• If, if, if…

                Which current power conference ceases to exist? And who decides where its former members go?

                • Mayor of Dawgtown

                  The ACC ceases to exist as a power conference. The basketball schools (UNC, Duke, Wake, UVa and NC State, possibly Syracuse) stay together but the others that have possible football clout (VA Tech, Miami) get gone and join another conference. The market decides (i.e. a bunch of old guys in a smoke filled room).

        • Mac, I don’t understand how you can talk intelligently about the size of a CFB postseason without a single mention of money.

          And for the record, I’m okay with four teams.

          • Macallanlover

            For the record, I like 4 better than two so I guess I am “OK” with it too. Just like the BCS took away the roadblocks that prevented certain matchups in the past, 4 teams is an improvement, it just isn’t an adequate solution. Both fall short and lead to demand for a “fix”. That is why I don’t feel the the demand for eight is really expanding a playoff, it is a demand to fix an obvious fault.

            No one can deny that money is, and will always be, a driving factor for some. It is much easier to sell change if you can link it to a financial benefit. But is it THE driver in this debate? I would say no, but the desire to fix something that is complete is made easier by throwing mega dollars at it. There really is no one answer because some individuals are always driven by the money, others want to make things right for something they feel passionately about. The two sides come together for opportunistic reasins where both get their way. I feel when we get the size of the playoff right and achieve the objective, a sizable group will back off playoff expansion and leave only the greedy to push expansion. Not being naive about this, and could be wrong, but I feel the momentum leaves at 8 teams because it works so well for all concerned.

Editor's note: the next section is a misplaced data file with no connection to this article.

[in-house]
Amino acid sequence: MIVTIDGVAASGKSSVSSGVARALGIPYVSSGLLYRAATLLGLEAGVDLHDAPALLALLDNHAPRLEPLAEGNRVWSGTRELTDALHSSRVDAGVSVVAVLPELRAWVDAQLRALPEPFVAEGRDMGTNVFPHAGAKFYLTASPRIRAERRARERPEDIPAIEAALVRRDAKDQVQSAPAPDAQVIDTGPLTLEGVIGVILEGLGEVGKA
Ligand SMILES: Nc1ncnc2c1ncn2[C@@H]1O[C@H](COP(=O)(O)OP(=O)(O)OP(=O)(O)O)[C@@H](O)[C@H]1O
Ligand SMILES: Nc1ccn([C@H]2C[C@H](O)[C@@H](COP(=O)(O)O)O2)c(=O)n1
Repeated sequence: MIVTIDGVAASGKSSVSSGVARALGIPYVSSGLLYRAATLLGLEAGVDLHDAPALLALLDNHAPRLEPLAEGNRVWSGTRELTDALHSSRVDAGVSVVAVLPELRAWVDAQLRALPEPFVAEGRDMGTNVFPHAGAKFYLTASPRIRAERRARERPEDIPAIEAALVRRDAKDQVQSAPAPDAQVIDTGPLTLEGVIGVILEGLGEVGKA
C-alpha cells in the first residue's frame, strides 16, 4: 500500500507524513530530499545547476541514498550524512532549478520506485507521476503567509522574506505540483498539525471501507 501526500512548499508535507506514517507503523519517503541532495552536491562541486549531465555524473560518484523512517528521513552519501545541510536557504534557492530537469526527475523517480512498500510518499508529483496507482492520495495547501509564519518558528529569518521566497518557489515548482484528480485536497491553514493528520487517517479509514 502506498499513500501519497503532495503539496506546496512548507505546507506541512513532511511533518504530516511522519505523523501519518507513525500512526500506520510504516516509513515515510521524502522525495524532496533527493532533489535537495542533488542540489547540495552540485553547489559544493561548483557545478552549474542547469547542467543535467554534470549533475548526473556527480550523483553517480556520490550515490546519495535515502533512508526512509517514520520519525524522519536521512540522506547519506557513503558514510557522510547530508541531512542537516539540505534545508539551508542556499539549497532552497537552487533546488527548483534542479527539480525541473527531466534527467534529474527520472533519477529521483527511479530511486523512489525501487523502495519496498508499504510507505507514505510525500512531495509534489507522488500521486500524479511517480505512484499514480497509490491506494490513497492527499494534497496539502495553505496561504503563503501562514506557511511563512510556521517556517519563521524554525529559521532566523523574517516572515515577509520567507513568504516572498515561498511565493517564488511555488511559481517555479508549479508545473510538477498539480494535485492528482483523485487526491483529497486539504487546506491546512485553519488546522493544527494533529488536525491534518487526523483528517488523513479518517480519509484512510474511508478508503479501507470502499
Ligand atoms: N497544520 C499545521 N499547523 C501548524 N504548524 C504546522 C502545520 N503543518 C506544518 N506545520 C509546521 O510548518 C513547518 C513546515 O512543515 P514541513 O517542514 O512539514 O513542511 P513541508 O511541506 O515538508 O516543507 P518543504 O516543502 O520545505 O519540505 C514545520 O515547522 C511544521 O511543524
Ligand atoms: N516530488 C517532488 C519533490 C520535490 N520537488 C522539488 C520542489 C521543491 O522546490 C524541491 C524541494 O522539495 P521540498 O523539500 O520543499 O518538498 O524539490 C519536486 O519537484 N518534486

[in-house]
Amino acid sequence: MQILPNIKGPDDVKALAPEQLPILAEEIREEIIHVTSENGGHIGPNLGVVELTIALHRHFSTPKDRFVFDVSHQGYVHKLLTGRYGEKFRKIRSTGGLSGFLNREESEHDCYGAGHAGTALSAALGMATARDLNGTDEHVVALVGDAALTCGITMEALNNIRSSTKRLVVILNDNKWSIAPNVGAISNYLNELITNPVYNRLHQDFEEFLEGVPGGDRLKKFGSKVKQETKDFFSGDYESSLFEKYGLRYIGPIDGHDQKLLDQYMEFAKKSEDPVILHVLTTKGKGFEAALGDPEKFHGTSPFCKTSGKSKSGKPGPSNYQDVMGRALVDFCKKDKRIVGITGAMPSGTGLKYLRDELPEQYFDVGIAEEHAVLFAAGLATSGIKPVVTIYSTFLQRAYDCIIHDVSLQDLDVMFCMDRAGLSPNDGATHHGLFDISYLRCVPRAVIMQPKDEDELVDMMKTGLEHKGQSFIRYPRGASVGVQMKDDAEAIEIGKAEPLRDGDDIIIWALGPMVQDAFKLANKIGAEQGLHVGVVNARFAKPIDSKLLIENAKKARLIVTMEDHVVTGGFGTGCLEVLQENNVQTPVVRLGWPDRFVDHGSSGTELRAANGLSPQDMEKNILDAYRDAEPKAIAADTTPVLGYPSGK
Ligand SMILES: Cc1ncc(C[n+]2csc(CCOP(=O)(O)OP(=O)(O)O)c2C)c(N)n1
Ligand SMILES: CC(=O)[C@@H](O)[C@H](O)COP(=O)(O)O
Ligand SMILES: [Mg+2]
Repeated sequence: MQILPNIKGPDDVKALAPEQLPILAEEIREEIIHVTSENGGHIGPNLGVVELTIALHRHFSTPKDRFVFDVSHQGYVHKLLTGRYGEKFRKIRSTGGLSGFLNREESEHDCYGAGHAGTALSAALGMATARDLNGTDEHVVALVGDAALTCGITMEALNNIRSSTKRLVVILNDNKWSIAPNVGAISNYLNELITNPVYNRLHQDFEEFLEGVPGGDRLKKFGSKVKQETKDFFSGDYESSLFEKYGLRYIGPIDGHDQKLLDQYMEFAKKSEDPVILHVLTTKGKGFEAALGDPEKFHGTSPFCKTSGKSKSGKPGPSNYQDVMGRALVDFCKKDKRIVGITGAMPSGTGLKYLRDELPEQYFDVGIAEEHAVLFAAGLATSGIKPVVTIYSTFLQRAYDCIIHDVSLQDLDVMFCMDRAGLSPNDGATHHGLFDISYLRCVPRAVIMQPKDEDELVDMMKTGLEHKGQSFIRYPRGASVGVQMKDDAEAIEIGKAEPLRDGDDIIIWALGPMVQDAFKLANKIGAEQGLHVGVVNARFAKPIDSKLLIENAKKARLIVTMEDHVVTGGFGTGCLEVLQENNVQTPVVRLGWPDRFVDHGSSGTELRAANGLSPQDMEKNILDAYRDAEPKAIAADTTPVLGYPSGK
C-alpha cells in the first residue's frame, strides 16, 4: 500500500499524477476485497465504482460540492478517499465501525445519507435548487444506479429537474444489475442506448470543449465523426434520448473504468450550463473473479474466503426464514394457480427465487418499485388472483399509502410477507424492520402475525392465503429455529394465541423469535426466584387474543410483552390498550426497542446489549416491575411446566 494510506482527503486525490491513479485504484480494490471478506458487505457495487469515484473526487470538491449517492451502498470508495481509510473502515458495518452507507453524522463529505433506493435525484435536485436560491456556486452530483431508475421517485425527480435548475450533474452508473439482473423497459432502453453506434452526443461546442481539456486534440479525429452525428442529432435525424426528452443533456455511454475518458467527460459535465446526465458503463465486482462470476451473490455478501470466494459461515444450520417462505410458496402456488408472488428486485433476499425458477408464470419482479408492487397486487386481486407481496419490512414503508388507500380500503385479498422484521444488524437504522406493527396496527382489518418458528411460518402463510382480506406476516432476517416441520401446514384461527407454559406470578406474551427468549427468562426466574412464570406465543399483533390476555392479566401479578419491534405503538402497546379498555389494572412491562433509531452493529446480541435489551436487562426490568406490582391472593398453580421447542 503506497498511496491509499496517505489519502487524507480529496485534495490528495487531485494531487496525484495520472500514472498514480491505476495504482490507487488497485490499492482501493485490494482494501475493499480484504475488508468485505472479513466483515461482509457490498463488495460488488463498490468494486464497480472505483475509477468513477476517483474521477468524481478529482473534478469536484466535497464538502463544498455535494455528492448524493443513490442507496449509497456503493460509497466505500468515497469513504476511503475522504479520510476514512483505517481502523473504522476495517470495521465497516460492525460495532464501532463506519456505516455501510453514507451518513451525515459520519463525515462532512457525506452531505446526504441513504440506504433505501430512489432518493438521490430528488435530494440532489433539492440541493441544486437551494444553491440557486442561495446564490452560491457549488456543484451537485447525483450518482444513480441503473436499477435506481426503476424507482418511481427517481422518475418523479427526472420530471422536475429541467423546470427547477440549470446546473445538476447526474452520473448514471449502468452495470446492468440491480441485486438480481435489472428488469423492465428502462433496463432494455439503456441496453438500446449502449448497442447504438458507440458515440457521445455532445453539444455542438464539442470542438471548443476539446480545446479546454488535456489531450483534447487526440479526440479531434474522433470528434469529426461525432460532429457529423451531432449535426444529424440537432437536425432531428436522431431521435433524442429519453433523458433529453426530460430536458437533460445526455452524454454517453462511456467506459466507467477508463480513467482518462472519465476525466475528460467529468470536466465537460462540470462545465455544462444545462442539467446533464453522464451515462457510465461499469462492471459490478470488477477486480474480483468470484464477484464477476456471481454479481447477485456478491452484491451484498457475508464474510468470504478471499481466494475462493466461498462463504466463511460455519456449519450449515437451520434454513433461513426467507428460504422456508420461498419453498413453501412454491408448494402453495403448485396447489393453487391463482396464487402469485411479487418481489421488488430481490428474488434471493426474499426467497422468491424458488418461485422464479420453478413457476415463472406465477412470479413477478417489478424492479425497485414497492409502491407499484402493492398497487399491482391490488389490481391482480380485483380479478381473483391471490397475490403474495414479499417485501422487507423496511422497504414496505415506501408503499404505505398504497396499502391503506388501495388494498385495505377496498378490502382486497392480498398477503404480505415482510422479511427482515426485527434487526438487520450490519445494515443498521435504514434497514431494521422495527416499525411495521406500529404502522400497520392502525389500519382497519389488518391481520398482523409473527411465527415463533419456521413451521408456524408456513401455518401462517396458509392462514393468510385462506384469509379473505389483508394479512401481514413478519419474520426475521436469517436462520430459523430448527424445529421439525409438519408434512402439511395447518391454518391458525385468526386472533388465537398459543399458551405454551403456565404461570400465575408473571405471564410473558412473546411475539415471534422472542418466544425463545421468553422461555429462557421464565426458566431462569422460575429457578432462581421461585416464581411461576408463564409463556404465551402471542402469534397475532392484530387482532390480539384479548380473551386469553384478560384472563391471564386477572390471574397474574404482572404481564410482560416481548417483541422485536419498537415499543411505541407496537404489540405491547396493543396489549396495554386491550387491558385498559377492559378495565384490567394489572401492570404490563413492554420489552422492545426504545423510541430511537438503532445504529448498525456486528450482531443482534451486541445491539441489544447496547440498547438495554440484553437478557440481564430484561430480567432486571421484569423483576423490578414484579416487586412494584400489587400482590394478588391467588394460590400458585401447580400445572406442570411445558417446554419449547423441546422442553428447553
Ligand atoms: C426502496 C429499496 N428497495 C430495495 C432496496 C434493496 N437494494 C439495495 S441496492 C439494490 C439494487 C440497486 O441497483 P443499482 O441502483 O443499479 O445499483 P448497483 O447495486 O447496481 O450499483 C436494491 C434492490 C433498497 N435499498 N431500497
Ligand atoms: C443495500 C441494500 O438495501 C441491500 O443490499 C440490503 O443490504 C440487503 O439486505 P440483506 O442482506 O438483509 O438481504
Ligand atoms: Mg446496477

• No one can deny that money is, and will always be, a driving factor for some. It is much easier to sell change if you can link it to a financial benefit. But is it THE driver in this debate? I would say no…

              Mac, I respect your consistency on the issue, but seriously, this would make CFB different from every other organized sport business model in this country, including CBB, which is run by the same people.

              Honestly, I can’t think of a single major development in CFB over the past five years that wasn’t driven by monetary concerns. It’s hard to believe that’ll suddenly stop.

              • Macallanlover

                And your consistency on this is commendable as well. I do beleve things driven by a commitment to what is right will prevail over the greed/money factor. As with Maslow’s theory, once you have your needs covered the desire to so the right thing is the driver. Not that I think the money being paid will last forever (or very long for that matter) but the big schools are drunk with cash now.

  13. Monday Night Frotteur

    Outstanding. The sooner we get to 16 the better. CFB is leaving billions on the table by allowing December weekends to lie fallow. The sooner this thing gets big the better, and you’ll all realize how much more entertaining an expanded playoff is after a couple of years.

    • Deep down, in places I don’t talk about at parties, I suspect there is a chance you are right, although I have called myself a playoff opponent for as long as there has been a debate. There is a reason the playoff would be worth billions more than the current format. The viewing would be damn compelling. I wonder if when the extended playoffs are upon us – and I think we all view it as a fait accompli that they will be – that it won’t feel like I was on the wrong side of history.